The drill feed is not completely dead. It does respond to commands, sometimes, balkily, and unreliably. It currently performs well but could worsen as a result of dynamic activities (like CHIMRA vibration). So if worse comes to worst, the team could use the feed only to align the sample chamber outlet port with the CHIMRA inlet port and deliver sample that way. Nobody wants to do this, because the feed is unreliable enough that any motion could potentially be the last. Now that the feed is out, there is a strong desire not to move it again (or at least, to move it very little just for testing, always keeping the drill bit fed beyond the stabilizer prongs).

So how else could the rover deliver samples to SAM and CheMin? In feed-extended sample transfer (or FEST), engineers are now exploring delivering sample directly from the bit. The rover would position the drill bit directly over a sample inlet, and rotate the drill backwards. The drill would auger material out of the sample chamber, out through the sleeve, and the stuff would fall directly in to the sample inlet. It's actually pretty straightforward; the drill can be positioned very precisely, and the drill auger allows a reasonably controlled delivery method.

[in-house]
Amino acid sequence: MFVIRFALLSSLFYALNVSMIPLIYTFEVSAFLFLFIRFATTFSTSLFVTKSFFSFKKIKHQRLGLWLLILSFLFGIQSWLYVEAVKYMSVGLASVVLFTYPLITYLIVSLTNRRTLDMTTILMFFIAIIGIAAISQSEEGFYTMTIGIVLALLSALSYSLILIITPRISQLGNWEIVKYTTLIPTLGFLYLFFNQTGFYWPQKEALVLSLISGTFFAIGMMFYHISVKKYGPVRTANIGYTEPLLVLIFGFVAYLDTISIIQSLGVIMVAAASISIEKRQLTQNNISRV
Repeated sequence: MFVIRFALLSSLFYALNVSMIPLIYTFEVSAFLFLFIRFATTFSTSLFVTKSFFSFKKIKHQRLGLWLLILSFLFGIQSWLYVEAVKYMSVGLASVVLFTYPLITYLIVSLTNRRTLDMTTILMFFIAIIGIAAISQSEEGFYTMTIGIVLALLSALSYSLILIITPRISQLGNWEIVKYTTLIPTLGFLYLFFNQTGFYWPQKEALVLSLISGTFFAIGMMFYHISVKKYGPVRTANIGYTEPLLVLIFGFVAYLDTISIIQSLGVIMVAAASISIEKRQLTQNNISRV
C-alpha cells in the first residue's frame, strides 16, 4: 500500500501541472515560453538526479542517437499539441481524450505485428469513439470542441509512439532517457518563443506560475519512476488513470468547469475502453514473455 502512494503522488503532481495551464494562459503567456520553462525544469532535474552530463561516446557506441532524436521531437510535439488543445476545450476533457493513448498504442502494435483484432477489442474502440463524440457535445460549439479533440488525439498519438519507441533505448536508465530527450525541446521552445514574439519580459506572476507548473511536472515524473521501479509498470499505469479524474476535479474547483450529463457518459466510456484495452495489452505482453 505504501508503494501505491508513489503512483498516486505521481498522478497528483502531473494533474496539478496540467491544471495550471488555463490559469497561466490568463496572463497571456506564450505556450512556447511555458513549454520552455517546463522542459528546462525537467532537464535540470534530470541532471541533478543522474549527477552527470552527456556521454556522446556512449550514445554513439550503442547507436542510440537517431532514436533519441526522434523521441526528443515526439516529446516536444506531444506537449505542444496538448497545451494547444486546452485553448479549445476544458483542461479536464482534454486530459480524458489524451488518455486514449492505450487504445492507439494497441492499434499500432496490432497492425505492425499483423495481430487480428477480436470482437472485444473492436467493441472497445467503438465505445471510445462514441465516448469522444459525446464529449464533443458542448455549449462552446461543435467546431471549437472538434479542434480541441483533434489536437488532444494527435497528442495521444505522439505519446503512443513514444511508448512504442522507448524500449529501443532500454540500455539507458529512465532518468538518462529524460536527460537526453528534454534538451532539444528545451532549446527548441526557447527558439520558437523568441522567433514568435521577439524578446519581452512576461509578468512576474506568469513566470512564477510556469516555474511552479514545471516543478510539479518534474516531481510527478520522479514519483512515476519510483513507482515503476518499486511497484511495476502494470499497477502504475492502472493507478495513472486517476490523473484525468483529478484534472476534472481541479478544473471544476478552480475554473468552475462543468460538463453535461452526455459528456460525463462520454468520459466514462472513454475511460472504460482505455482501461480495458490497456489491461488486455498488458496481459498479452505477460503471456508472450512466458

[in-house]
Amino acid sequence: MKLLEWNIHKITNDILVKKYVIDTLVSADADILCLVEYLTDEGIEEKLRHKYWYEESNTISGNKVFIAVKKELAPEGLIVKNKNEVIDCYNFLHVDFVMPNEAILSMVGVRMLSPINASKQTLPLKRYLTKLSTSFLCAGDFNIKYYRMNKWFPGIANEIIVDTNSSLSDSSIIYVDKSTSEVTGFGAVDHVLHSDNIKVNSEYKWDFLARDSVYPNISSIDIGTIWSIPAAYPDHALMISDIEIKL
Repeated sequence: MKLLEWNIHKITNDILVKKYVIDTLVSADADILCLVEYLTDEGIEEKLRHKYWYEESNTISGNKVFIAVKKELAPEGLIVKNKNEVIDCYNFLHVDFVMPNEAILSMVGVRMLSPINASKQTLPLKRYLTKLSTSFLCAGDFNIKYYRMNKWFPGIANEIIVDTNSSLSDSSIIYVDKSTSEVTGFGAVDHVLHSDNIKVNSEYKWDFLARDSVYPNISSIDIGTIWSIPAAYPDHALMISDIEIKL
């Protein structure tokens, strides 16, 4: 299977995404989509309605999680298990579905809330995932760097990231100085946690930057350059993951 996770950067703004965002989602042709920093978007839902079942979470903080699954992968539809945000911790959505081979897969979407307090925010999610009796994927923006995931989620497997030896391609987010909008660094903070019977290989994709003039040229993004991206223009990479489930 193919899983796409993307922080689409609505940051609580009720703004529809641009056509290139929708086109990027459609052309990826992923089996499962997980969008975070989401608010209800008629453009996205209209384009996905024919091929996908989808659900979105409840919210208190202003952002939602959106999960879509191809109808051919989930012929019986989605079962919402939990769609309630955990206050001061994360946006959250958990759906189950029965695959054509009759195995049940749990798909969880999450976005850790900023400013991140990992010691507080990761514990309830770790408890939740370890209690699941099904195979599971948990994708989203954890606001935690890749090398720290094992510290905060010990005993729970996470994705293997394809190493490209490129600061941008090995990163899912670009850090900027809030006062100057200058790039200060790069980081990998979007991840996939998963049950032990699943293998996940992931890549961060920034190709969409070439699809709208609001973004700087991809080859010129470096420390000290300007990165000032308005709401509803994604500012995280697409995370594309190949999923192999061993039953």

There are two main problems with reverse-auger sample delivery, both of them having to do with bypassing CHIMRA. One: the sample material will not have been sieved beforehand. The material will not have a uniform, very fine grain size. The team is actually not terribly concerned about this issue, because drill tests on Earth using a variety of rock types show that the drill reliably produces powder with very small grain sizes. As long as Curiosity continues to drill into similar rocks, the powder should be okay for delivery to both instruments. If Curiosity drills into a very different-looking rock, it can drop some sample onto its observation tray for scientists to check out the grain size and other properties before approving delivery to the laboratory instruments. If the drilled sample turns out to have some coarse-grained material in it, both lab instrument inlets have 1-millimeter screens over them to prevent large grains from falling into the instruments, so they will be safe from the largest grains.

A bigger problem with reverse-auger sample delivery is that it's difficult to know how much material is being delivered. The team can experiment with drops onto the observation tray to characterize how much sample gets dropped with how much augering, but it's going to be imprecise and there will be no way to know if an especially small or large sample gets dropped. This is particularly difficult for SAM; some of SAM's scientific experiments are quite sensitive to the amount of material that is delivered. But other experiments aren't so sensitive and can proceed even if the team doesn't quite know how much sample is being dropped.